How Cockfighting Changed History


Andrew Lawler, author of Why Did the Chicken Cross the World?: The Epic Saga of the Bird That Powers Civilization, suggests that the vicious sport “may be responsible for creating the bird that today is the world’s single most important source of protein”:

Pitting two roosters against one another may seem barbaric and arcane, but it may be why the bird became so ubiquitous. Biological evidence suggests that thousands of years ago in South Asia, its ancestral home, the chicken existed only in small numbers. In other words, chickens weren’t kept for producing meat and eggs; there weren’t enough of them for that purpose. They must have had a specialized use, and some scholars believe that use was cockfighting.

It may have begun, like bull fighting, as a religious ritual. A clan or village may have pitted its sacred rooster against another group’s bird. In northern Thailand, for example, the faun phi ceremony honoring ancestral spirits entails cockfighting of a religious nature that may reflect ancient practices. And in Indonesia’s Bali, few religious rituals take place without a cockfight that spills blood into the soil, satiating earth demons.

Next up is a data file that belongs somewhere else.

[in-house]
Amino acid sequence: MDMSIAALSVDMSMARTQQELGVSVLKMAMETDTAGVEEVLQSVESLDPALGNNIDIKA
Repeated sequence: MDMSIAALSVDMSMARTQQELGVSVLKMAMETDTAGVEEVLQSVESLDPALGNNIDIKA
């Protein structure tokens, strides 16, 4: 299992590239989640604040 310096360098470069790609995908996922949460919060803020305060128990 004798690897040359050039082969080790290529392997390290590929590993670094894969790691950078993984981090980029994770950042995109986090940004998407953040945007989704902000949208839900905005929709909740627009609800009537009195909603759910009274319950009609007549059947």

As the chicken spread, so did its use in ritual and gambling. One of the earliest recorded cockfights took place in China in 517 B.C. The match was held in Confucius’ home province of Lu during the philosopher’s lifetime. The earliest unequivocal evidence of cockfighting in the West comes from this same era. In a tomb just outside Jerusalem, excavators found a small seal that shows a rooster in a fighting stance. The seal was owned by Jaazaniah, who is called “the servant of the king.”

(Image of cockfight in Tamil Nadu, India, via Wikimedia Commons)